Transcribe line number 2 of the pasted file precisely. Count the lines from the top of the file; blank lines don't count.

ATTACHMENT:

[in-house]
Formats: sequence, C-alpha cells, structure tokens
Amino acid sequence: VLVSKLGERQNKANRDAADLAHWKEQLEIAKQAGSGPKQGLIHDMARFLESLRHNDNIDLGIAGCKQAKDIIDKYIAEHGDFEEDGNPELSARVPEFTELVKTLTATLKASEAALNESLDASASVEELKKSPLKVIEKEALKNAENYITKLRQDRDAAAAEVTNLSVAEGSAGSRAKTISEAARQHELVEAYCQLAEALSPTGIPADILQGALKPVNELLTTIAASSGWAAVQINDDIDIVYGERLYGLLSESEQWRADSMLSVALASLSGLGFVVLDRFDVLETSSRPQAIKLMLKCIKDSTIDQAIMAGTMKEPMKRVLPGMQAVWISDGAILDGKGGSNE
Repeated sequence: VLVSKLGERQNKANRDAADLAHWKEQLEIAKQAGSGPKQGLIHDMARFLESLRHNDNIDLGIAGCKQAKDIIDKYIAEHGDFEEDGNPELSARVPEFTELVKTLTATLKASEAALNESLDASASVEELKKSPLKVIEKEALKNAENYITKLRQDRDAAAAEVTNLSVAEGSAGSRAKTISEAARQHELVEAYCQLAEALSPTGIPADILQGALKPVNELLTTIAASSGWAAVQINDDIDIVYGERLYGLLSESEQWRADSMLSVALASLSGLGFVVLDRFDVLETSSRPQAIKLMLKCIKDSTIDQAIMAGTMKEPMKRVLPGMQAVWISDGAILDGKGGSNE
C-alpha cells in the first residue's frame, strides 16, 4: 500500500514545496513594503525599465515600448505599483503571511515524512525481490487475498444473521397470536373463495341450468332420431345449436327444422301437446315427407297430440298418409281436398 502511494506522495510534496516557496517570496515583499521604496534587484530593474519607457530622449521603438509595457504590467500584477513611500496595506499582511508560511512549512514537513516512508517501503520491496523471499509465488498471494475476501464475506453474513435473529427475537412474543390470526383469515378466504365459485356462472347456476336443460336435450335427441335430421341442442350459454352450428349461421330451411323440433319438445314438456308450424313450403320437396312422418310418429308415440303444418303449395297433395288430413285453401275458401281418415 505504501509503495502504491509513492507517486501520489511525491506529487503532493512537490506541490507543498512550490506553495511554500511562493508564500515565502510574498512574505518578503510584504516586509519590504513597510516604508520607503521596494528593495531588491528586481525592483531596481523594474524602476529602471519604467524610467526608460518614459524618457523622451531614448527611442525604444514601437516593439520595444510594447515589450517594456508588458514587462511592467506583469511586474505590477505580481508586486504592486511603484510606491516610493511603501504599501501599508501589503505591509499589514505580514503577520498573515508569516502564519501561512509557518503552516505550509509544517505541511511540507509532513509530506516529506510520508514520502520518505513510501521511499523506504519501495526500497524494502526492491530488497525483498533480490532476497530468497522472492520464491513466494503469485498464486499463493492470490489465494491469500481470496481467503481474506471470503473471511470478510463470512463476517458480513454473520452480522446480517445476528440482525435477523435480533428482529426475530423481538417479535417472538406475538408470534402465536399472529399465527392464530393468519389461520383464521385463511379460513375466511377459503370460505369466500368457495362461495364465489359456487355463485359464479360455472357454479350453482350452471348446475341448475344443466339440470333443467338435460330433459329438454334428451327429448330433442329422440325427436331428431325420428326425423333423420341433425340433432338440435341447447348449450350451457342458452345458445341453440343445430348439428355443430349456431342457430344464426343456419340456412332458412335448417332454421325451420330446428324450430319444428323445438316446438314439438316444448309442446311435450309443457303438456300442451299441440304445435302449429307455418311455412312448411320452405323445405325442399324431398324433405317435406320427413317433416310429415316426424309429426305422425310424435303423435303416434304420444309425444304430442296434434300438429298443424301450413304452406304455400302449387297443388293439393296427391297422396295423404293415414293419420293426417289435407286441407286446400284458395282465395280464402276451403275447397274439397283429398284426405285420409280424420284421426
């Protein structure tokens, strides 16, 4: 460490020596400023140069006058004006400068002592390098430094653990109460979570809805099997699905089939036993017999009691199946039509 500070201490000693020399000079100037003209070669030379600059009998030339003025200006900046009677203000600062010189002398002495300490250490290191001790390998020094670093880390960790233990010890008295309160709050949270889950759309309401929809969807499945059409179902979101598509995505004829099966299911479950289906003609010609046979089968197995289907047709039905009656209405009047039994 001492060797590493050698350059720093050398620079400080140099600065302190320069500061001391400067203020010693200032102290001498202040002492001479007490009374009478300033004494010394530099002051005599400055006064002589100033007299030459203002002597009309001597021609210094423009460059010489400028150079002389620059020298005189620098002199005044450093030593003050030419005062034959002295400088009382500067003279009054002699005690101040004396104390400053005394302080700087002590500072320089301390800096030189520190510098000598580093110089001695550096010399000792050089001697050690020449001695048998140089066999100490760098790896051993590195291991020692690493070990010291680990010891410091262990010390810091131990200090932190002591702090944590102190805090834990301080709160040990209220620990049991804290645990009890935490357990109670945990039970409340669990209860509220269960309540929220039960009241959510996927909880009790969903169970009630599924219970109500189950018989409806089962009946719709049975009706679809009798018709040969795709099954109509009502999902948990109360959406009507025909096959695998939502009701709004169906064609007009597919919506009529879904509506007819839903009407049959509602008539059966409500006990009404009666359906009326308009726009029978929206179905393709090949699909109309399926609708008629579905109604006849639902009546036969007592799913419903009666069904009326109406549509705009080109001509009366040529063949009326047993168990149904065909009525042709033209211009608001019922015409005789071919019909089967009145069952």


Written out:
Formats: sequence, C-alpha cells, structure tokens